KEEPING ABREAST OF CANCER
There is no evidence of a direct link between breast cancer and breast implants, using antiperspirants or wearing underwire bras. Advice and knowledge on breast cancer health
Advice and knowledge on breast cancer health
HOW CAN I ASSESS MY RISK FOR BREAST
CANCER? Over the course of a lifetime, one in eight women will be diagnosed with breast cancer. With regard to risk, there are certain factors that are simply out of your control. These include:
• AGE AND GENDER The risk increases if you are a woman and as you get older.
• FAMILY HISTORY OF BREAST CANCER You might also have a higher risk if you have a close relative who has had breast, ovarian or colon cancer.
• GENES Some people have genetic mutations that place them at higher risk. The most common are found in the BRCA1 and BRCA2 genes. Those mutations are rare and not present in most women with breast cancer.
• MENSTRUAL CYCLE Women who got their periods before age 12 or went through menopause late (after age 55) have an increased risk.
However, that doesn’t mean you shouldn’t take action. Healthy lifestyle changes might reduce your overall chance of getting cancer:
• LIMIT YOUR ALCOHOL CONSUMPTION. Even one alcoholic drink per day can slightly increase your risk.
• EAT A HEALTHFUL DIET. Choose whole grains instead of refined grain products, eat more fruits and vegetables, and limit processed foods and red meat.
• MAINTAIN A HEALTHY WEIGHT. Obesity has
been linked to breast cancer.
DOES A DIAGNOSIS OF BREAST CANCER AUTOMATICALLY MEAN BREAST REMOVAL IS NECESSARY?
Facing a breast abnormality is one of the scariest moments in a person’s life. A diagnosis of breast cancer or any cause for concern might feel daunting. Before deciding whether surgery is right for you, you and your doctor should consider the following: the size and location of your tumor; how many tumors there are in the breast; how much of the breast is affected; the size of your breast; your age; your family history; your general health; and whether you have reached menopause. If it is decided that surgery is your best course of action, you may discuss various options, including lumpectomy (also called breast conservation therapy or partial mastectomy) where only the breast cancer and surrounding tissue are removed. Another option is mastectomy, which entails removing all the breast tissue. Mastectomy is a better choice if the area of cancer is too large to remove without deforming the breast. Advances and new research are ubiquitous when it comes to the care and treatment of breast cancer patients, so you should consider as much information as possible and discuss all options with your doctor.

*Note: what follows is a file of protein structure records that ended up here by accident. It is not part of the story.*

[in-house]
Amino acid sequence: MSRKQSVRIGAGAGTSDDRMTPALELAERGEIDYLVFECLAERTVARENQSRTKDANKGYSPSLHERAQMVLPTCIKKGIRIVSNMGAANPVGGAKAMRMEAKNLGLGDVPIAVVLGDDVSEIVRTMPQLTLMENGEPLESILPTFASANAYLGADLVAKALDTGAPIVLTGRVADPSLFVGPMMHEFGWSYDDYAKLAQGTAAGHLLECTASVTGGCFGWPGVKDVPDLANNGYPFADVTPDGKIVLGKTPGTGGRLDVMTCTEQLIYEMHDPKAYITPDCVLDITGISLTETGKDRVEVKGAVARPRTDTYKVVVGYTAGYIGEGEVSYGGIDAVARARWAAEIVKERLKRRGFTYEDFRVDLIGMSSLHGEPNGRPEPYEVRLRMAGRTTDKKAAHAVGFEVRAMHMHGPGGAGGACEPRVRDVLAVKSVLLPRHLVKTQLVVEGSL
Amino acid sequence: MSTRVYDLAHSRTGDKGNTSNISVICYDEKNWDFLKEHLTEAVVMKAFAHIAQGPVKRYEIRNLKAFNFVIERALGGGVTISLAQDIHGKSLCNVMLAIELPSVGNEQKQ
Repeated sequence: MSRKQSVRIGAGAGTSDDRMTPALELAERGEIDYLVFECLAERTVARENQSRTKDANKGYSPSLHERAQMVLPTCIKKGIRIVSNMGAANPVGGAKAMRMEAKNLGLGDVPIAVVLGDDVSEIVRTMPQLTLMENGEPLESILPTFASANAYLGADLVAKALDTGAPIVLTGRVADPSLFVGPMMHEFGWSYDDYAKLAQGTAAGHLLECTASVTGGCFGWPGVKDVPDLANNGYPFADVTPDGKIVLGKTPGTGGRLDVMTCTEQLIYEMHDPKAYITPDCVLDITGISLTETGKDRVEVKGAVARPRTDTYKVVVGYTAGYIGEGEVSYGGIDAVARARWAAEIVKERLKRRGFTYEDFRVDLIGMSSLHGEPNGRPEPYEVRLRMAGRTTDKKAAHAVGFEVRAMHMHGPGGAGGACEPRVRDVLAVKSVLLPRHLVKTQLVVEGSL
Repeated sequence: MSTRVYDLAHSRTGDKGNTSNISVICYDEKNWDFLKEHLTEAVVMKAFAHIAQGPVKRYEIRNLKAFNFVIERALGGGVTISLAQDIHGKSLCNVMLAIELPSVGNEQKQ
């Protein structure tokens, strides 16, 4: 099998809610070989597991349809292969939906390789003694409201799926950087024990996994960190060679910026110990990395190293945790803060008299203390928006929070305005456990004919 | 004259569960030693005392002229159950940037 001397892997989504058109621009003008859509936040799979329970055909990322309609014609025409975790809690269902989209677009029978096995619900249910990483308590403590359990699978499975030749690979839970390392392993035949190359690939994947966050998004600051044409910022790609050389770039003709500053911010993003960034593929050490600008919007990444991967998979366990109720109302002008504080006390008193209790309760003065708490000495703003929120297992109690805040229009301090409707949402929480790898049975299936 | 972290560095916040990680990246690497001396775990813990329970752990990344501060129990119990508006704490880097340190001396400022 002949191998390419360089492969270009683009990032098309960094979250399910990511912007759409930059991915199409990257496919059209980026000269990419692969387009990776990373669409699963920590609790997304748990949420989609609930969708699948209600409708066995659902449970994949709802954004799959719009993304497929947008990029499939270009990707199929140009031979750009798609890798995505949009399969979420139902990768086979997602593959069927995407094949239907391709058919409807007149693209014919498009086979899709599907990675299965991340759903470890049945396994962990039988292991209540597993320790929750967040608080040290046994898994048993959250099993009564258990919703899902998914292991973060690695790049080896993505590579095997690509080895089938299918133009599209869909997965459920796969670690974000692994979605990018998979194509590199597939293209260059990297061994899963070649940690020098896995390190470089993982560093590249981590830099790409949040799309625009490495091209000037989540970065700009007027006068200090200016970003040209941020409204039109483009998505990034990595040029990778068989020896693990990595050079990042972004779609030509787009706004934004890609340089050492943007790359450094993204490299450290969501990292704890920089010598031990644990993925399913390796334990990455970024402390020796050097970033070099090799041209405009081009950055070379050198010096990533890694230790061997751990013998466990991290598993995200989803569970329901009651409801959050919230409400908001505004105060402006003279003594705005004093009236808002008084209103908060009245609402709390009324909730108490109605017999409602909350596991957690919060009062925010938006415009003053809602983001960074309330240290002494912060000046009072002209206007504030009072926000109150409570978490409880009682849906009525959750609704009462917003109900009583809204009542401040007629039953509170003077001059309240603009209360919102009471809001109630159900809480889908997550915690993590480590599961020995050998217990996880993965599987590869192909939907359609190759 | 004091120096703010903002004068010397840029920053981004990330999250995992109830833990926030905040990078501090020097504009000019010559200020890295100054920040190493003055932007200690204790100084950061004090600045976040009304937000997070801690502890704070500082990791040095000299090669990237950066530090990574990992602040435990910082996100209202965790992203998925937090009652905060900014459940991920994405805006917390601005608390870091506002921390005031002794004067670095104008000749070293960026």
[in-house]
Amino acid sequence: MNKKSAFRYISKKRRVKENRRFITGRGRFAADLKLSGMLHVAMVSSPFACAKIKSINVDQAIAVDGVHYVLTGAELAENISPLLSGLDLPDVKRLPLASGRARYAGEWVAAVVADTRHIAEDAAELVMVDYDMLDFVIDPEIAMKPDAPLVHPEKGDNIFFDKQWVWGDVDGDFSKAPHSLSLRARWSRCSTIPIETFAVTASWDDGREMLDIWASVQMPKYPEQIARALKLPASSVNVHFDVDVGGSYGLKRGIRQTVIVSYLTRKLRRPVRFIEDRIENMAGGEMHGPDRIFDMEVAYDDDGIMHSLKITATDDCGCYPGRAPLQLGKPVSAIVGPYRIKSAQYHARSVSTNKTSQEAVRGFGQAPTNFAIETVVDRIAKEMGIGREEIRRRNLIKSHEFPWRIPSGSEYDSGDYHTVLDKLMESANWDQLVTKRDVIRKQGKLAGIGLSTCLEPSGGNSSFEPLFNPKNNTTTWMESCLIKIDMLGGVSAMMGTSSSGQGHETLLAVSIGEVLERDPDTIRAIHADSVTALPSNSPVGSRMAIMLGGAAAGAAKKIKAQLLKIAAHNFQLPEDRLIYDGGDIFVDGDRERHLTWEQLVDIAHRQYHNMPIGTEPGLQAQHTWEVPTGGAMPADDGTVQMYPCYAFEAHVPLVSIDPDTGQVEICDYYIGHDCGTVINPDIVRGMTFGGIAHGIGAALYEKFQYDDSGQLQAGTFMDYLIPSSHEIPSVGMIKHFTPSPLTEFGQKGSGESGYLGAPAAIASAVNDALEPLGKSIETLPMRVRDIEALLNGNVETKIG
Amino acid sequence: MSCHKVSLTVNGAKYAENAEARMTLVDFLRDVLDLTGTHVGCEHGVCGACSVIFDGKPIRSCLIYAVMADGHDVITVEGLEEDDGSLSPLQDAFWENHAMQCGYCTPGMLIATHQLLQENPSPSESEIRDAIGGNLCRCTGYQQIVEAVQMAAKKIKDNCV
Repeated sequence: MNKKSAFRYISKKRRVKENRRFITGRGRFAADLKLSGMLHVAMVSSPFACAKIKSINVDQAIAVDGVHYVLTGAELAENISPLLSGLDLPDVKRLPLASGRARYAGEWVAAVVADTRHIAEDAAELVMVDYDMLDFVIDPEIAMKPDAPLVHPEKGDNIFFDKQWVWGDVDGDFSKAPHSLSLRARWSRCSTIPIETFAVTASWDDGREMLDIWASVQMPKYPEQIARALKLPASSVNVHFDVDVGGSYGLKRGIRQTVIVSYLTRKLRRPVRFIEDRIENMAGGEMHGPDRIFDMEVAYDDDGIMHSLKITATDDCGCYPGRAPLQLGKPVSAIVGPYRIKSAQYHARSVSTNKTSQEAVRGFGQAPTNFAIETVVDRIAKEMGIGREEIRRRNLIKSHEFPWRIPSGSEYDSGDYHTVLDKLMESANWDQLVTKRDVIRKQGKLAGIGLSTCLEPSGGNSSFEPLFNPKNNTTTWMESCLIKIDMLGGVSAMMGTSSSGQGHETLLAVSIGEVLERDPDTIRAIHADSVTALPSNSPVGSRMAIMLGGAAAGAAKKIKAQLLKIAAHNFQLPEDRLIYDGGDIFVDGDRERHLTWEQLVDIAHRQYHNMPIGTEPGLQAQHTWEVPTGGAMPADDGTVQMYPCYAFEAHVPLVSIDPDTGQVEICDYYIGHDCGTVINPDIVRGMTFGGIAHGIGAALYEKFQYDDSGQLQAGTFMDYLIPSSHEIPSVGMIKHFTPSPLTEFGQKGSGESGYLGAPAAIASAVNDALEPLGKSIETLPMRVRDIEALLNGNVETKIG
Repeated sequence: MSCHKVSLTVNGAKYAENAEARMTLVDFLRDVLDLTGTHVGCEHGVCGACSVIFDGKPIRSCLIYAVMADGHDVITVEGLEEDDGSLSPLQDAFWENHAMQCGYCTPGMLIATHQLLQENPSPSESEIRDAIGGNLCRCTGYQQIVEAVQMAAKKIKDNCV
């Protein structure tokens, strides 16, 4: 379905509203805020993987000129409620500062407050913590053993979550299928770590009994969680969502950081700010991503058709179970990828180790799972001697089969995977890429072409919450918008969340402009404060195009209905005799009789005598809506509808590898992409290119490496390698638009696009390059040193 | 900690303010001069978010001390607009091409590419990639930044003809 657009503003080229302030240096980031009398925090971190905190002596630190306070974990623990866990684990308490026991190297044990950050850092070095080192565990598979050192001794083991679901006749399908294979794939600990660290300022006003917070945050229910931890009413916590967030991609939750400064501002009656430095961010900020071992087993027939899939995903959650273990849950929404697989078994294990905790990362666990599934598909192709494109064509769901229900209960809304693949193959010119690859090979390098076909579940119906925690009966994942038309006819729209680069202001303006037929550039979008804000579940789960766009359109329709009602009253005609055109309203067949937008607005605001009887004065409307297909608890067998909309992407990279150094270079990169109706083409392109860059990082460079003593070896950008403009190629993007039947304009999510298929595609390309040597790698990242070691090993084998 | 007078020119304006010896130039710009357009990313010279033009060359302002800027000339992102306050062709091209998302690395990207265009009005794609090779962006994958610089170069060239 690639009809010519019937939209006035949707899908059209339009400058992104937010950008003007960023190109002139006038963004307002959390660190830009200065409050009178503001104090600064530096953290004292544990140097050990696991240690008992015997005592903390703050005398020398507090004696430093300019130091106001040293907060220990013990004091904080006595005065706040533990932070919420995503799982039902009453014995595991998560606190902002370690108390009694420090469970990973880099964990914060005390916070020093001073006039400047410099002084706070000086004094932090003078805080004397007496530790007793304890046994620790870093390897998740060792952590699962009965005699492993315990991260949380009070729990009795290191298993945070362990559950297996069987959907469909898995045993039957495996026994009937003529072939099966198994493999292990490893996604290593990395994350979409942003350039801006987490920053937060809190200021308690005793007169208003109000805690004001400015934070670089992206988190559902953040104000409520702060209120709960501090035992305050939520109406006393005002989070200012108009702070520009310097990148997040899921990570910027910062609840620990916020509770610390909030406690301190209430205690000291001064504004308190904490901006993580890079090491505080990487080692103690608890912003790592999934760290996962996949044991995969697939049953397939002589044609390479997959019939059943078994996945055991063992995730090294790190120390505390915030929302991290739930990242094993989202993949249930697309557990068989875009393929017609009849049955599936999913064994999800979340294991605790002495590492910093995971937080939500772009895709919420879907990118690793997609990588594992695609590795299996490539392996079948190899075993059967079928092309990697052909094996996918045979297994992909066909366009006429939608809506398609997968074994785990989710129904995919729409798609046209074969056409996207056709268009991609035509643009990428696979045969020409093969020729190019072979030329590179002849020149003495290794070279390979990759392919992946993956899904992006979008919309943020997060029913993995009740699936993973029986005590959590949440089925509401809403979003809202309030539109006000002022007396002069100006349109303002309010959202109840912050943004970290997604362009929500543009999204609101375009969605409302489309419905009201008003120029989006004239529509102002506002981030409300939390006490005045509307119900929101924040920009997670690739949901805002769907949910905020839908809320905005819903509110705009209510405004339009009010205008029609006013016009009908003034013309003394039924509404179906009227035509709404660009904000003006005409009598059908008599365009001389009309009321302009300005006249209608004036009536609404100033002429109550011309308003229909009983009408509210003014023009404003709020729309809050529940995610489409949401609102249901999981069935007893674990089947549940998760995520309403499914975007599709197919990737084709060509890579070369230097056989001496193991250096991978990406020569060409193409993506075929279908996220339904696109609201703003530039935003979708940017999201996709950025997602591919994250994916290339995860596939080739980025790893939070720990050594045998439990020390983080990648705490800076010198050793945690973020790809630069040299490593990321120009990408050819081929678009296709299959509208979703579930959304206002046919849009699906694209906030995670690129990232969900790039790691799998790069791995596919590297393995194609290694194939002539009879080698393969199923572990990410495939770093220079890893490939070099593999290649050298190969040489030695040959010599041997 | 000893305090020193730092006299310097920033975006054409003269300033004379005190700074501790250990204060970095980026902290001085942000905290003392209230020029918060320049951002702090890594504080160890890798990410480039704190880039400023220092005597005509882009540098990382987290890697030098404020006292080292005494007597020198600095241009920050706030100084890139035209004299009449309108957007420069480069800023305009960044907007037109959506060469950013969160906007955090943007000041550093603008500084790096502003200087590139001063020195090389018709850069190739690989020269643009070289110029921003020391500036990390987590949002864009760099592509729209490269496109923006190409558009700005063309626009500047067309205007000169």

I HAVE A FAMILY HISTORY OF BREAST CANCER. SHOULD I PROACTIVELY SEEK A MASTECTOMY BEFORE I EVEN RECEIVE A DIAGNOSIS?
You might be more likely to get breast cancer if one or more close family relatives has had it, especially at an early age. Genetic tests might help show that you have a high risk. Women who have a very high risk of developing breast cancer may choose to have a preventive (or prophylactic) mastectomy to reduce the future occurrence of breast cancer. That is not commonly performed if genetic tests are negative. Increasing your clinical breast exams and imaging might be important, so discuss with your clinician.
Prophylactic mastectomy should be done only after very thoughtful discussion with your doctor, a genetic counselor, and your family and loved ones. Mastectomy greatly reduces, but does not eliminate, the risk of breast cancer.
HOW CAN I PREVENT BREAST CANCER?
Early detection is still your best weapon. An estimated 7,000 women in New Jersey will discover sometime this year that they have breast cancer. However, there is tremendous hope: Mammography has helped reduce breast cancer mortality by nearly one-third since 1990. And when detected early, it has a 98 percent cure rate. For those reasons, annual mammography is vital. The goal is to detect breast cancer early, when it is one centimeter or less, which is often before a patient can feel it. Studies show that a mammography can help reduce the number of deaths from breast cancer among women ages 40 to 70, especially for those older than 50.
DR. MICHELLE AZU, FACS
DIRECTOR, BREAST SURGERY, CHILTON HOSPITAL, POMPTON PLAINS